Fast Bleeps Craft Connect Error
Once I turned the UAV on only for it to do red lights and constant beeps. Forum research revealed that this is what happens when the controller has a switch in an unexpected position, usually Flight mode or Landing Gear, so check those, wiggle the sticks and reboot. Mine was fine after that and it hasn’t happened since.
Things that click…
Batteries double-click into place very positively, and I have no worries so far that one will ever detach in flight. Likewise props go on with the same reassuring click-to-lock sound. 5 of my rotor arms do the same when rotated upwards into position. The 6th doesn’t for some reason, but it is easy enough to check it has locked into place, and does lock fine, click or not !
Most of the pre-flight time involved is in setting up the camera to produce Pro-level shots. Whereas the competition largely does this out-of-the-box, we have to work a little harder, but can get awesome results from this camera if we do. So at the start of each flight I need to (bump the d-pad, which resets cam settings for some reason) set White Balance to Auto, point at a white or grey surface (or less ideally the ground or the sky) then lock it, change Exposure to Auto, then Manual / adjust ISO / Shutter Speed to lock that too. We then have to choose Natural image mode, turn sound recording on (if we want that for diagnostic purposes later), and lastly set the metering to Spot, Average, or Centered. If I had one complaint about the H it would be that none of this is remembered by controller or camera, so has to be done before every flight. I will get quicker at this, and less worried about doing it in mid-air, so it should bother me less as time goes on.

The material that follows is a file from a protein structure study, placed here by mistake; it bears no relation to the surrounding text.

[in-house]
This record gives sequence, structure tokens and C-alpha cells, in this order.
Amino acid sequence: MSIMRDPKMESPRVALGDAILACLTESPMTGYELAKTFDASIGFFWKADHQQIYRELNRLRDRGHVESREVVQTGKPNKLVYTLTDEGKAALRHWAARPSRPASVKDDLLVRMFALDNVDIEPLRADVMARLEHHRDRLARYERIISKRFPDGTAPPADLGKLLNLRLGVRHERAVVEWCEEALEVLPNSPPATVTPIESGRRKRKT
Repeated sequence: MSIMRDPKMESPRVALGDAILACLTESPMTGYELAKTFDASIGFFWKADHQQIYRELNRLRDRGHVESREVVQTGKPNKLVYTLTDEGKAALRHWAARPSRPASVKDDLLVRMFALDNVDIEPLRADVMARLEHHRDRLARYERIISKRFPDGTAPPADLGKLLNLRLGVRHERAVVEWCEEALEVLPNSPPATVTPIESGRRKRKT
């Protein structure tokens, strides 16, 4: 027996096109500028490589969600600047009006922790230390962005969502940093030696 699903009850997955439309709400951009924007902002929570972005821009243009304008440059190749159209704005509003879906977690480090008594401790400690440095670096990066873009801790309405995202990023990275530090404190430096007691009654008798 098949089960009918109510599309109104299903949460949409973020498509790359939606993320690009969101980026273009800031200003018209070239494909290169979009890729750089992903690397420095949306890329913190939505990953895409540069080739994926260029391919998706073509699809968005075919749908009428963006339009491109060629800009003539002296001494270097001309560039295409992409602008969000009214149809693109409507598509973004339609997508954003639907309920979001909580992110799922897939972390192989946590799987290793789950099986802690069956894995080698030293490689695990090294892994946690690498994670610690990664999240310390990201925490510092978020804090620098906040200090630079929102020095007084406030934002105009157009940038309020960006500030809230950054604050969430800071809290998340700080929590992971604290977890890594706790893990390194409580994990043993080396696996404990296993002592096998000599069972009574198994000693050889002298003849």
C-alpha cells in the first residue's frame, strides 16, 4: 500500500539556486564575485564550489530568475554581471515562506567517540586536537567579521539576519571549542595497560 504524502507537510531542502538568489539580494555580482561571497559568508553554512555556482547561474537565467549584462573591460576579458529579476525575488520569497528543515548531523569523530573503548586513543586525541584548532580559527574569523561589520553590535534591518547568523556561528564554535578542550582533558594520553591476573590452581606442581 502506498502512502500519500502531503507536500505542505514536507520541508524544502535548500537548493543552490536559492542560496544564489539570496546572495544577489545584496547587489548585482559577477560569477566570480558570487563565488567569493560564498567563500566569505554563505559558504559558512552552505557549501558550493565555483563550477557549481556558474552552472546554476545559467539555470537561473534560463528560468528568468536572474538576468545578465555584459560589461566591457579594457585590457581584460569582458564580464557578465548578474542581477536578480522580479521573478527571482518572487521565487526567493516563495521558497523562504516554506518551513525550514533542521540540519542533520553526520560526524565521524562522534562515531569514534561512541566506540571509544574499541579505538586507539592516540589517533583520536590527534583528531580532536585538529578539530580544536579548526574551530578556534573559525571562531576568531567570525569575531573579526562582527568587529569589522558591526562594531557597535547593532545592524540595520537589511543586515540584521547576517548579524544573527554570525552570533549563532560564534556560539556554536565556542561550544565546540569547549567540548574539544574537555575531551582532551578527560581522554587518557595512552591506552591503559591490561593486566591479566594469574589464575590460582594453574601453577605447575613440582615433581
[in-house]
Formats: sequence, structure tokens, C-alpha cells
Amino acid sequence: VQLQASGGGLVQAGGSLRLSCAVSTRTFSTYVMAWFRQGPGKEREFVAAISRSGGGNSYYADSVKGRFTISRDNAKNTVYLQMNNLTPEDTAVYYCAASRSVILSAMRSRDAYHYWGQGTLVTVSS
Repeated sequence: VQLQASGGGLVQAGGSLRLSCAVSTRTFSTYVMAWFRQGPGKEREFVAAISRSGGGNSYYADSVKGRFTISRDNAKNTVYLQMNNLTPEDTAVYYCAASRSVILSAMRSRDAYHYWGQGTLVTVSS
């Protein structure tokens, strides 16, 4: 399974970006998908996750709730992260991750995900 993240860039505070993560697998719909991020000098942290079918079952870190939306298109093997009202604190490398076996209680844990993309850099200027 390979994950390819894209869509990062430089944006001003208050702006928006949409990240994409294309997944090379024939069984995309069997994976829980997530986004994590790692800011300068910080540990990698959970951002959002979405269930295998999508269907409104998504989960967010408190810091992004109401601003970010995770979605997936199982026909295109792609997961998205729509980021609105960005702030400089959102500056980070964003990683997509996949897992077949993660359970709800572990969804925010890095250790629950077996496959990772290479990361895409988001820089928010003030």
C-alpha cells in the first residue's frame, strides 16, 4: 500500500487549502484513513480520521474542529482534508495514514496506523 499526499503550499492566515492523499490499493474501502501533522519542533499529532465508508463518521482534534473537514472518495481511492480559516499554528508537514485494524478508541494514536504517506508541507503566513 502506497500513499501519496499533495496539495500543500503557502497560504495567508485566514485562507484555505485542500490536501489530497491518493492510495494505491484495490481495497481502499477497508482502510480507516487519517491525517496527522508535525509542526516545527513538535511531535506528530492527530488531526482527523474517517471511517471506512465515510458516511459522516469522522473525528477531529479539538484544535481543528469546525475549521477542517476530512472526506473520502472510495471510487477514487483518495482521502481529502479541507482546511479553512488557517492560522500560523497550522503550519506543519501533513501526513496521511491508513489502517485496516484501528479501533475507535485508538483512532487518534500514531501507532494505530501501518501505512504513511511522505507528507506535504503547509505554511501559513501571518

With the latest software (Oct 2017), the D-pads do VERY cool things now, which is great, because before that they didn’t do anything at all. Now, the left one does WB mode (left-right) and EV compensation (up-down), but even more helpful is the cruise control on the right D-pad. Now we can have ELEVATOR and AILERON movement (forward, back, left, right) in incremental clicks, which is a stunningly predictable way of achieving exactly even forward flight for tracking shots that would be very hard to achieve with sticks alone. This leaves us free to do manual camera pans. Also great for positioning the craft exactly over something, when that is useful.
The tablet in the ST-16 is not quite as bright as I’d hope, but isn’t bad at all. The superbly designed included sun shield helps that a lot, and in most conditions you can clearly see what is what. Slightly harder to film the screen, so may have to get either a chest mount for the GoPro or a media recorder to get the HDMI output directly.
I am taking things fairly slow, both in the air and generally, so have not yet explored any of the following:
- Curved Cable Cam
- Follow me (could be used to great effect with my Gotway wheel!)
- Orbit / Point of interest
- Journey Mode
- Smart mode
- Obstacle Avoidance
- The Wizard !
I will get to these things in good time, which should keep the length of this post more reasonable.
More flyings, and the first of the videos very soon !